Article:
• Join over 1.2 million students every month
  • Accelerate your learning by 29%
  • Unlimited access from just £6.99 per month

The Matrix And Plato's Cave

Extracts from this document...


The Matrix - TOK Assessment Task The point of the matrix is to make viewers ask the basic questions of philosophy regarding the world and reality. It is intellectually stimulating and unique in a way of seeking important queries regarding our worldly enigmas, by perceiving them in a slightly different way. It is, like demonstrated long ago in Plato's cave, designed to create wonder about the real limits and boundaries of our own behavior. When Morpheus asks Neo: "What is real? How do you define real?"1 He is recalling Plato's philosophy. Morpheus tells Neo that "no one can be told what the Matrix is. You have to see it for yourself."2 With this, a direct reference is made to Plato's cave allegory, where he informs readers that language alone cannot be used to reveal the truth to the prisoners and free them from their psychological imprisonment. This is again referred to when Morpheus says "you are a slave, Neo. Like everyone else you were born into bondage, into a prison that you cannot taste or see or touch, a prison for your mind."3 In the cave, when one of the prisoners is released, they are 'enlightened'. ...read more.


And similarly we have Neo's situation in the matrix, we have trinity and Morpheus reaching out to neo, bringing him, through his own choice, into being unchained, or in this case, unplugged. The idea of the matrix is primarily centered on the philosophical views of Socrates "All that is certain is that nothing is certain."5 And thus, the viewers understand that there is no possible way of distinguishing the world that we perceive and the imagination of the human mind. In fact, there is no way to determine whether this 'reality' is genuinely real, regardless of the perceiver being a direct realist or a representative realist, unless there is intervention from the 'real world', as what happens with Neo. Socrates also advocates famously that true knowledge is "knowing that which you do not know"6, and hence the recognition of the limits of our knowledge would be foundational to beginning to remedy that condition, because once the limits are identified, one may try to break them, as Neo comes to realise exponentially. ...read more.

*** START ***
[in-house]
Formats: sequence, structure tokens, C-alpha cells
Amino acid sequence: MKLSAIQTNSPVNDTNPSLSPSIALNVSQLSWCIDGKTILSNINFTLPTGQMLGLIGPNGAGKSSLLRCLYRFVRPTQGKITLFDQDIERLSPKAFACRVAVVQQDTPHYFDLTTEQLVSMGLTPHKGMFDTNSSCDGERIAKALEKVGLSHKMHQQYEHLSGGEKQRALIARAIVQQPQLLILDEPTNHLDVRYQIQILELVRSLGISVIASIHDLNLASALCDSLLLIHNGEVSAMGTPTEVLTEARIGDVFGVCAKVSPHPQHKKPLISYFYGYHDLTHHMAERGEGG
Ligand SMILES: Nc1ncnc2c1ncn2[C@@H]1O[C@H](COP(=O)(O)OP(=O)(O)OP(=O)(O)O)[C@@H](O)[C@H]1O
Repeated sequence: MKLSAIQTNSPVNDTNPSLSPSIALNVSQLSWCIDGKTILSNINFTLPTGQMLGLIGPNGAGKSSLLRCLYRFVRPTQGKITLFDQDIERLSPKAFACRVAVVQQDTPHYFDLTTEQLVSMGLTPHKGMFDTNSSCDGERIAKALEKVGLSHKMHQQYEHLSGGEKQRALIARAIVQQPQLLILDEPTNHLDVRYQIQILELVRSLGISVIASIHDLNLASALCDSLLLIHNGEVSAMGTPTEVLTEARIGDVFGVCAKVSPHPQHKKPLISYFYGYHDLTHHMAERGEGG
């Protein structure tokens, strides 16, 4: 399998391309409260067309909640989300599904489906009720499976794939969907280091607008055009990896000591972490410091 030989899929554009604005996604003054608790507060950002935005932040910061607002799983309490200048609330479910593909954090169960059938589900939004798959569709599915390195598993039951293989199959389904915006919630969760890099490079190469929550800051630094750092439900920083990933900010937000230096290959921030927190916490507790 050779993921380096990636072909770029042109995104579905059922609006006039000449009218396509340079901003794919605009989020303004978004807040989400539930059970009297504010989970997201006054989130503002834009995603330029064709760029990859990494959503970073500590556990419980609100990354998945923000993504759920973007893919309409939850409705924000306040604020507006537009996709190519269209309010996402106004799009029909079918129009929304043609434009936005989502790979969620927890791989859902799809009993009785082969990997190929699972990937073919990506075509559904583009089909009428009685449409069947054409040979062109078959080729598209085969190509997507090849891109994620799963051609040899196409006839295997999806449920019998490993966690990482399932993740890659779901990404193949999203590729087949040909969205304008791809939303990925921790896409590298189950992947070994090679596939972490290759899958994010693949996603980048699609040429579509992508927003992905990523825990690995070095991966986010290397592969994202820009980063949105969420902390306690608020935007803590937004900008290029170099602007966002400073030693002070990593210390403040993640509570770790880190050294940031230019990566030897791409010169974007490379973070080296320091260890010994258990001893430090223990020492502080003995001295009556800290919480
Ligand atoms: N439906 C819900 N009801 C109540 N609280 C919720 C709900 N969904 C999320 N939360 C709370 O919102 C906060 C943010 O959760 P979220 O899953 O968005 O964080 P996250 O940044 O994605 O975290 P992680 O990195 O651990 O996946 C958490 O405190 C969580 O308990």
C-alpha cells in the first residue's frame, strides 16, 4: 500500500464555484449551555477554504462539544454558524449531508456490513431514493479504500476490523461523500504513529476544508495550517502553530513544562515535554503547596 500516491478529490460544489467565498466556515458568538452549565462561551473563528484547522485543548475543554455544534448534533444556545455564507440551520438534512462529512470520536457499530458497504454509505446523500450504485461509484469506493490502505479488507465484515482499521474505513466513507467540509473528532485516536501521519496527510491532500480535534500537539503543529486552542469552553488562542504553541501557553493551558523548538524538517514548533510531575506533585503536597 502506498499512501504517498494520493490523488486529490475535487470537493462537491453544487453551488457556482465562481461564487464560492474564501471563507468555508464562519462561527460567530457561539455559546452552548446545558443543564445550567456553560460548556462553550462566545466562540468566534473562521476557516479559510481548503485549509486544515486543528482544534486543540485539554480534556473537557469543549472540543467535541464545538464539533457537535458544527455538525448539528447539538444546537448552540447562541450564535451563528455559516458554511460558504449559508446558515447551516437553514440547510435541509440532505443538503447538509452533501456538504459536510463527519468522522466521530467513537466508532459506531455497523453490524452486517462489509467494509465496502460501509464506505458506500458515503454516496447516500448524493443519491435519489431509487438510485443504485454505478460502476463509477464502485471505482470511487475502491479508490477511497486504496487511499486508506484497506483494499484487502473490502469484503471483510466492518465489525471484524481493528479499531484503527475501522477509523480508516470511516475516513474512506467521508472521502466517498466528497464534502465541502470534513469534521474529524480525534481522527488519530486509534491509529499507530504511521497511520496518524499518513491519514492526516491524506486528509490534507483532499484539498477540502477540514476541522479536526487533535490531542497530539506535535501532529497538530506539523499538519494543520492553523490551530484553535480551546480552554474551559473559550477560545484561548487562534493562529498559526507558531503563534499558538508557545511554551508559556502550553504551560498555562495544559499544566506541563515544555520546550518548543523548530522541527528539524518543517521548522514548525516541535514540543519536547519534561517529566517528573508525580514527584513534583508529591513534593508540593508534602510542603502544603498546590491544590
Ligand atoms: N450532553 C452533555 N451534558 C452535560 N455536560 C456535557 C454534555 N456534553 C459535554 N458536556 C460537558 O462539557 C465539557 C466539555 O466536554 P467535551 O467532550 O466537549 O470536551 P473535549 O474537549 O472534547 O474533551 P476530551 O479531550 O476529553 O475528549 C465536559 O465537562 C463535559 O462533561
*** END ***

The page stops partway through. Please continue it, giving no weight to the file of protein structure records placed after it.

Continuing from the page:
The philosophy of the Matrix has very common features with the philosophy of Descartes. Rene' Descartes went further than Socrates and thought that he had a theory to everything, and where he mentions methodical doubt, the only thing that he could not doubt is In his quote: "Cogito ergo sum"10, meaning "I think therefore I am", basically referring to his individual existence. If neo was to doubt the existence of everything around him, the world which he perceives, he would not be non-existent, because by simply doubting, he is thinking, and hence he evidently exists, or at least, his mind does. In conclusion it is by doubting that Neo came to understand and accept the 'fact' that he had been living a dream world until he was enlightened and introduced to the 'real' world, but who is to say that this 'real' world is not another product of the matrix? To eliminate any skepticism towards the system? In fact, who is to say that anything besides the mind of the individual thinker exists? Because there are no absolute distinctions between what is true and what is false. ...read more.